Therefore a great deal of responsibility for selling good quality product falls onto the heads of PV retailers. And any PV retailer interested in remaining profitable for more than six months has some self-interest in choosing a good quality panel manufacturer, as:

Read more: How long will your solar panels last? And how well will they perform until then?

Part of our series “What is the best strategy to maximise the Return on Investment for your battery?”

In other articles we’ve examined the best strategies for maximising Return on Investment in your battery. We’ve seen:

  • You can’t make enough money from a battery alone to justify its cost – you need to couple it with a PV system which does most of the heavy lifting in terms of ROI.
  • Smaller is better when it comes to ROI – as the battery acts to drag down the ROI of a PV system, so a smaller battery drags down the ROI less
  • In order to maximise your ROI its best to discharge during Peak and Shoulder periods, though of course the answer also depends on the price of peak and shoulder electricity in your area.
  • Discharging your battery during off-peak periods to ensure it is 100% available to soak up excess solar energy sounds like a good idea on face value (better to sell at 13c/kWh than earning only 6c/kWh for your excess solar), but you’re probably prematurely aging your batteries for almost negligible extra revenue.

We’ve seen that arbitrage can generate a reasonable amount of revenue on its own, but not enough to justify the batteries in the absence of PV. But what about doubling the batteries’ utilisation by pre-charging from off-peak electricity to cover early morning loads then re-charging from the sun to cover evening loads?  Couldn’t sneaking in an extra cycle in the morning act to increase my revenue and accelerate my payback?

Read more: Is it worth charging from the grid (off-peak), to try to sneak in a second cycle?

Part of our series “What is the best strategy to maximise the Return on Investment for your battery?”

In which we also answer the question “Should I Discharge during peak only, or peak and shoulder“ and “Is it worth discharging during off-peak periods in order to maximise solar soak-up?”

Now if you’ve taken the early adopter step of adding battery storage to your PV system, you might be wondering how to make the most of your battery in minimising your electricity bill. In other articles we’ve examined the best strategies for maximising Return on Investment in your battery. We’ve seen:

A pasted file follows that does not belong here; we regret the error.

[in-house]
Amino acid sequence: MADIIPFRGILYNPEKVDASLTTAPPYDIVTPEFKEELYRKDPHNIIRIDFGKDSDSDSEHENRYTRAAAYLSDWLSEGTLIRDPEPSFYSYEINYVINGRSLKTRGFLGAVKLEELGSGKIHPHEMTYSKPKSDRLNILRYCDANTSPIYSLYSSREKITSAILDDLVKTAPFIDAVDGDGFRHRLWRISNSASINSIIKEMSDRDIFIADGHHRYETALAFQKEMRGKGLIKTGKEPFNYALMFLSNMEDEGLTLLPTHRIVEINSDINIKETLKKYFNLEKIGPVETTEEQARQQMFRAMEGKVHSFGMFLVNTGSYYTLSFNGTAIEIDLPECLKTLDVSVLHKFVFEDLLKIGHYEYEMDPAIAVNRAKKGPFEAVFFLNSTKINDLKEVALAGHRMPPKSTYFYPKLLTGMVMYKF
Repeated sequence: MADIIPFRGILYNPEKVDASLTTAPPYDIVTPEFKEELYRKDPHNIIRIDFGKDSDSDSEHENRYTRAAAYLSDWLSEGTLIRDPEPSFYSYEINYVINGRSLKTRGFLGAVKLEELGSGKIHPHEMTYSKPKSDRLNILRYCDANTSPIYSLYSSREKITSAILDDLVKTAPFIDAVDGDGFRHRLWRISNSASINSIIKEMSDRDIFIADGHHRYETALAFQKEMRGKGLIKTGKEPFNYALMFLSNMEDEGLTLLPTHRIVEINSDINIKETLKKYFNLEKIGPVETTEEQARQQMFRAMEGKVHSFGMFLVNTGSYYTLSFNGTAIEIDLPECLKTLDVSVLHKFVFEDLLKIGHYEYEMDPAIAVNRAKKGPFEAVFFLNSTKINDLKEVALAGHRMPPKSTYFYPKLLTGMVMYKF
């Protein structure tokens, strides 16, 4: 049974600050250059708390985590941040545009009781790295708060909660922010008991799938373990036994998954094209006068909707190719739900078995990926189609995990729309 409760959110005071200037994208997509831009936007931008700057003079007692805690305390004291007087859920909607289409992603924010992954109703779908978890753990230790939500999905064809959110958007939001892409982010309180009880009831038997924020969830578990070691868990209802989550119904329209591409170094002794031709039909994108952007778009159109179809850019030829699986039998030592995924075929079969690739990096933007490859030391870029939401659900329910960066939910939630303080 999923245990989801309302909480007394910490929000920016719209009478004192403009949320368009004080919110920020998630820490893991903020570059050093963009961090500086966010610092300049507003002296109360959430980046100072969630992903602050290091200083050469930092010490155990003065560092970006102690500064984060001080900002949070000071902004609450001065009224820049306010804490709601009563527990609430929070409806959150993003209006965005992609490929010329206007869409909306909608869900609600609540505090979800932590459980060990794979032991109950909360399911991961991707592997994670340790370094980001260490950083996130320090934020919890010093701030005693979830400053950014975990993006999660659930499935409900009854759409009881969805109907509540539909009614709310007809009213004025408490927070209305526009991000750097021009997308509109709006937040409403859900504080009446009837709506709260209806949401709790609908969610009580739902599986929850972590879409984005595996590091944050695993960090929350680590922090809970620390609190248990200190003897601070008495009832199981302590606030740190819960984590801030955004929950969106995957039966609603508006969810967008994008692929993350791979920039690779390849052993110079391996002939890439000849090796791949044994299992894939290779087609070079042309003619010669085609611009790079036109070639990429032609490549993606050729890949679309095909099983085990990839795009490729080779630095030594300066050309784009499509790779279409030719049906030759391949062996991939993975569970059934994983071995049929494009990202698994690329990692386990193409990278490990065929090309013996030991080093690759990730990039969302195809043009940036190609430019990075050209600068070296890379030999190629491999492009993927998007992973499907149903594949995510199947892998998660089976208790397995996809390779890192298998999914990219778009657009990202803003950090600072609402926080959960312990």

• You can’t make enough money from a battery alone to justify its cost – you need to couple it with a PV system which does most of the heavy lifting in terms of ROI.
  • Smaller is better when it comes to ROI – as the battery acts to drag down the ROI of a PV system, so a smaller battery drags down the ROI less

One common idea put forward as a way of improving battery ROI is to double the amount of work the battery does each day, by pre-charging it from off-peak grid power to service your morning loads, before charging it again (this time from excess solar energy) so it can service your evening loads. By working it twice as hard, the theory is you will generate extra revenue (in the form of bill reduction) each year, so the battery should pay for itself sooner. But how does the theory stack up in reality? Let’s use PVsell to find out.

Read more: When should I discharge my battery to maximise my return on investment?

Is it worthwhile charging a battery from the grid at off-grid prices?

Part of our series “What is the best strategy to maximise the Return on Investment for your battery?”

In this article we demonstrate that batteries can’t pay for themselves without being coupled with solar power.

Have we discovered a perpetual profit machine hidden within the electricity network? Those greedy electricity retailers charge a fortune for power during peak periods (right when you’re using most energy), and much less during off-peak periods (when you’re asleep). What if you could charge a battery overnight from cheap off-peak electricity, and use the battery to supply your needs during expensive peak periods? Making money during your sleep, night after night, Genius! Right?

Read more: What is the best strategy to maximise the Return on Investment for your battery?